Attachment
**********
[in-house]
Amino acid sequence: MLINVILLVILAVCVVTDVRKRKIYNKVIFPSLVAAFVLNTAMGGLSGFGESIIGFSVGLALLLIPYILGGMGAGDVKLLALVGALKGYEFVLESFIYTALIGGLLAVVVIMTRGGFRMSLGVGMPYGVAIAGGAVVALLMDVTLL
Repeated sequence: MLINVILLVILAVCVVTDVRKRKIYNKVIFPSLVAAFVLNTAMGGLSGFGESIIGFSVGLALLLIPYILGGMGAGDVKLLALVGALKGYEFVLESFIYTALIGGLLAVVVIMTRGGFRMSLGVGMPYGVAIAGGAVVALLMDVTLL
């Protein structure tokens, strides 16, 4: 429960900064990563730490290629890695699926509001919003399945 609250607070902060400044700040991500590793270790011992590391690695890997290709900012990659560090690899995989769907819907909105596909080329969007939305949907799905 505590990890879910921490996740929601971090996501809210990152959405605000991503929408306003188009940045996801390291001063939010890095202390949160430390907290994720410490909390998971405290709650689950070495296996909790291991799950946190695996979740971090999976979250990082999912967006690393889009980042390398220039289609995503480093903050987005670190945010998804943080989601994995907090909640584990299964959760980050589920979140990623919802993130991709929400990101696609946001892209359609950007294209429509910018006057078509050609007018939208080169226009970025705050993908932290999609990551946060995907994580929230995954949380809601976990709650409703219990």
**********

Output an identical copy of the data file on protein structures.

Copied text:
[in-house]
Amino acid sequence: MLINVILLVILAVCVVTDVRKRKIYNKVIFPSLVAAFVLNTAMGGLSGFGESIIGFSVGLALLLIPYILGGMGAGDVKLLALVGALKGYEFVLESFIYTALIGGLLAVVVIMTRGGFRMSLGVGMPYGVAIAGGAVVALLMDVTLL
Repeated sequence: MLINVILLVILAVCVVTDVRKRKIYNKVIFPSLVAAFVLNTAMGGLSGFGESIIGFSVGLALLLIPYILGGMGAGDVKLLALVGALKGYEFVLESFIYTALIGGLLAVVVIMTRGGFRMSLGVGMPYGVAIAGGAVVALLMDVTLL
């Protein structure tokens, strides 16, 4: 429960900064990563730490290629890695699926509001919003399945 609250607070902060400044700040991500590793270790011992590391690695890997290709900012990659560090690899995989769907819907909105596909080329969007939305949907799905 505590990890879910921490996740929601971090996501809210990152959405605000991503929408306003188009940045996801390291001063939010890095202390949160430390907290994720410490909390998971405290709650689950070495296996909790291991799950946190695996979740971090999976979250990082999912967006690393889009980042390398220039289609995503480093903050987005670190945010998804943080989601994995907090909640584990299964959760980050589920979140990623919802993130991709929400990101696609946001892209359609950007294209429509910018006057078509050609007018939208080169226009970025705050993908932290999609990551946060995907994580929230995954949380809601976990709650409703219990």